Abstract: Short (250 words) summary of your entire project. It should summarize the purpose, procedure and results. Most fair requirements will describe your abstract format.
Background Research: This is how you learn about your topic by reading books and articles, viewing media, and interviewing knowledgeable people. Typically, a middle school student will gather five to six pages of research for a project. Remember to write your project in 3rd person: no "I, we, or you".
Display Board: The cardboard or other type backboard used to display your containing (problem, purposes, hypothesis, data, graph, materials, procedures, variables, results and conclusion)
Data Hand Book: It is the draft of your work where you write in it all your thoughts, trials, experiments, conclusions and all data you get from any were. A project data hand book is your most treasured piece of work. Accurate and detailed notes make a logical and winning project. Good notes show consistency and thoroughness to the judges and will help you when writing your research paper. Make sure you date each entry.
The Scientific Method: A process for experimentation that is used to explore observations and answer questions. Scientists use the scientific method to search for cause and effect relationships in nature. In other words, they design an experiment so that changes to one item cause something else to vary in a predictable way.
Just as it does for a professional scientist, the scientific method will help you to focus your science fair project question, construct a hypothesis, design, execute, and evaluate your experiment.
• Ask question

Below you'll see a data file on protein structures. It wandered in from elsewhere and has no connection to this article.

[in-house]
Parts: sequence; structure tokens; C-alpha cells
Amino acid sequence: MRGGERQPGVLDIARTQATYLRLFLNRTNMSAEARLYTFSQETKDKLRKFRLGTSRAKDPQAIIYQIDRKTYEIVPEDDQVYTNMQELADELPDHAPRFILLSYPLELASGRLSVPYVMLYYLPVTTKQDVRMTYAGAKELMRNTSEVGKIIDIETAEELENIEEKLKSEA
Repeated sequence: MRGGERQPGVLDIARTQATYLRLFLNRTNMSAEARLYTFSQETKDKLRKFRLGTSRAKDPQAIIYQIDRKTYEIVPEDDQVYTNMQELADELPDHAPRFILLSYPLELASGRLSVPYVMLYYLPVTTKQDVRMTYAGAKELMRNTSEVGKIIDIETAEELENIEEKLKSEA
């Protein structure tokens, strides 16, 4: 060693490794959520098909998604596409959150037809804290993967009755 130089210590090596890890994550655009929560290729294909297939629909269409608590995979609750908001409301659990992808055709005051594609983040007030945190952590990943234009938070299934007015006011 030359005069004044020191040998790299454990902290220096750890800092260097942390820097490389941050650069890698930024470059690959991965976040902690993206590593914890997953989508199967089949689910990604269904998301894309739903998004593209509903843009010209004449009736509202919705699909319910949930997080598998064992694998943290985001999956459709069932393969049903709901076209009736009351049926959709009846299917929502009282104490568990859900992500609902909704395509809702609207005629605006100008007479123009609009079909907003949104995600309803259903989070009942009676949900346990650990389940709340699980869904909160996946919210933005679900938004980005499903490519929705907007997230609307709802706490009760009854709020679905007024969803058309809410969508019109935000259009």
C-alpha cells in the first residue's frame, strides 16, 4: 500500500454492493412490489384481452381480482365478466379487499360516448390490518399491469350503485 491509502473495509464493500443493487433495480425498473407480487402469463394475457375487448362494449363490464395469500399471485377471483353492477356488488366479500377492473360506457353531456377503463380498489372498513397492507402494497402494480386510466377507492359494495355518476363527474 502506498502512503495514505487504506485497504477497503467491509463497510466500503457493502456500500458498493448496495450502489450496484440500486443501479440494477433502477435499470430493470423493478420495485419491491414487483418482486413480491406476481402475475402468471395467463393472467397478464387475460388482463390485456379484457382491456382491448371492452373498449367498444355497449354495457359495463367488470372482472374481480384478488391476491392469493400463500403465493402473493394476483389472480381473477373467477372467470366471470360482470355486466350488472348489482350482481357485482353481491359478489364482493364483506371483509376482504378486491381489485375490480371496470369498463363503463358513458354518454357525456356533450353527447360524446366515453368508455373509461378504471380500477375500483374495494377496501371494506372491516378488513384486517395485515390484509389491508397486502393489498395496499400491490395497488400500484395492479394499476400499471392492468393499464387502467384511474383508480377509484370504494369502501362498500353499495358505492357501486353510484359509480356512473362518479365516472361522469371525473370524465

• Do background research
• Construct hypothesis
• Think! Try again
• Test with an experiment
• Analyze results, draw conclusion
• Hypothesis is true
• Hypothesis is false or partially true
• Report results
Problem: Usually stated in the form of a question regarding the scientific phenomenon to be investigated in your project.
Hypothesis: An educated guess presuming the outcome of an experiment. Written in an "if-then" format, the hypothesis follows the definition and research of the problem.
Materials: A complete list of everything used during the experiment or project, including equipment, chemicals, organisms, etc.
Mentor: A guide and reliable, accessible human resource assisting you with the background and implementation of your project; usually one with experience in the field of science studied for the fair project.
Procedure: Step-by-step instructions describing the entire project. Steps should be explained so another person could repeat your work. Any changes you make should be added as an addendum to your stated procedure.
Bibliography: A listing of all of your research sources. There is a standard format for a bibliography. Look in any scientific book and article for an example.
Conclusion: A written summary of findings. It is where the hypothesis is evaluated, extraneous variables are identified, changes are proposed, and applications and benefits to real-life situations are listed.
Sponsor: Any person or entity that supplied financial or other support for your project.